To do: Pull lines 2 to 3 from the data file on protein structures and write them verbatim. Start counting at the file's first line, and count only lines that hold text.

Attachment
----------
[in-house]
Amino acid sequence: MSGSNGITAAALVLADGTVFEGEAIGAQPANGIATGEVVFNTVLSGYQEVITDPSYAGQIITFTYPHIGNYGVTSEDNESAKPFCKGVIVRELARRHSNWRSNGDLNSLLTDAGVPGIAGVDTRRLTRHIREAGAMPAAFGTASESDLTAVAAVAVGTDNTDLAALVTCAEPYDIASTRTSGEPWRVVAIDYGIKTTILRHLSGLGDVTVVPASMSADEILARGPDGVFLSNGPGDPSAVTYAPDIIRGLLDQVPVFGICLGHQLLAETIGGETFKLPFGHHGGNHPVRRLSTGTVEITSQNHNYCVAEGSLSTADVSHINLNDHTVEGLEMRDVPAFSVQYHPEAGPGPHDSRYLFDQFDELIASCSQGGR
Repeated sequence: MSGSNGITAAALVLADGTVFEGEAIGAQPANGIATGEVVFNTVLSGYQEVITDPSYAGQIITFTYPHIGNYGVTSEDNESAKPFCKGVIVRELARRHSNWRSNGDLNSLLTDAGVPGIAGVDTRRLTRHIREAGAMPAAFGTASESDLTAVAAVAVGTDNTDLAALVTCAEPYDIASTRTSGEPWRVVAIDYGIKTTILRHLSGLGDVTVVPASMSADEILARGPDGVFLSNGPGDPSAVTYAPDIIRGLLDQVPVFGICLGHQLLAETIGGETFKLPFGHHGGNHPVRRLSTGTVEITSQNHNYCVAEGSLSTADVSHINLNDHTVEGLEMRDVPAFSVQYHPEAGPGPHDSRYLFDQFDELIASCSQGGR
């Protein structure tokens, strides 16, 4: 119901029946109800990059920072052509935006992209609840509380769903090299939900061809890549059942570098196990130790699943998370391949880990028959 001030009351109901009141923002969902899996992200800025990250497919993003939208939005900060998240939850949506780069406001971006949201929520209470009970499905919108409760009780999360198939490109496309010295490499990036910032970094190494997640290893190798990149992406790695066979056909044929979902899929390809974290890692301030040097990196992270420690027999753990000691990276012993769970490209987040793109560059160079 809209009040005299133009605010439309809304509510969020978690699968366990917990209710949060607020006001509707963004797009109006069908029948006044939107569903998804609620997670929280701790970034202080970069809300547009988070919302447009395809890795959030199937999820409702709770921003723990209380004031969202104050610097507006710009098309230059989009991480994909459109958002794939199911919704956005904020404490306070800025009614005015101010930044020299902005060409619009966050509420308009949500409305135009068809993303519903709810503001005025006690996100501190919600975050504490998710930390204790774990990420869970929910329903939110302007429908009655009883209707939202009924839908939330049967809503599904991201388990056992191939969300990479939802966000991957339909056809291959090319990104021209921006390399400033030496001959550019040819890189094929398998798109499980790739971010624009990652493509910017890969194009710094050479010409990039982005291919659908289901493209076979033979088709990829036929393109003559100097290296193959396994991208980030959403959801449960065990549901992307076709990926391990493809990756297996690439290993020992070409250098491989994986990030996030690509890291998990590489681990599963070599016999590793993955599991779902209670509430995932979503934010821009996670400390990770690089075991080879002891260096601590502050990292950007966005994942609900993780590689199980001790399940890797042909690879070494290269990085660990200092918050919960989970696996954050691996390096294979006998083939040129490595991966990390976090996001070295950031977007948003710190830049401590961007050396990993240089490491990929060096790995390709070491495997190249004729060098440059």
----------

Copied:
Amino acid sequence: MSGSNGITAAALVLADGTVFEGEAIGAQPANGIATGEVVFNTVLSGYQEVITDPSYAGQIITFTYPHIGNYGVTSEDNESAKPFCKGVIVRELARRHSNWRSNGDLNSLLTDAGVPGIAGVDTRRLTRHIREAGAMPAAFGTASESDLTAVAAVAVGTDNTDLAALVTCAEPYDIASTRTSGEPWRVVAIDYGIKTTILRHLSGLGDVTVVPASMSADEILARGPDGVFLSNGPGDPSAVTYAPDIIRGLLDQVPVFGICLGHQLLAETIGGETFKLPFGHHGGNHPVRRLSTGTVEITSQNHNYCVAEGSLSTADVSHINLNDHTVEGLEMRDVPAFSVQYHPEAGPGPHDSRYLFDQFDELIASCSQGGR
Repeated sequence: MSGSNGITAAALVLADGTVFEGEAIGAQPANGIATGEVVFNTVLSGYQEVITDPSYAGQIITFTYPHIGNYGVTSEDNESAKPFCKGVIVRELARRHSNWRSNGDLNSLLTDAGVPGIAGVDTRRLTRHIREAGAMPAAFGTASESDLTAVAAVAVGTDNTDLAALVTCAEPYDIASTRTSGEPWRVVAIDYGIKTTILRHLSGLGDVTVVPASMSADEILARGPDGVFLSNGPGDPSAVTYAPDIIRGLLDQVPVFGICLGHQLLAETIGGETFKLPFGHHGGNHPVRRLSTGTVEITSQNHNYCVAEGSLSTADVSHINLNDHTVEGLEMRDVPAFSVQYHPEAGPGPHDSRYLFDQFDELIASCSQGGR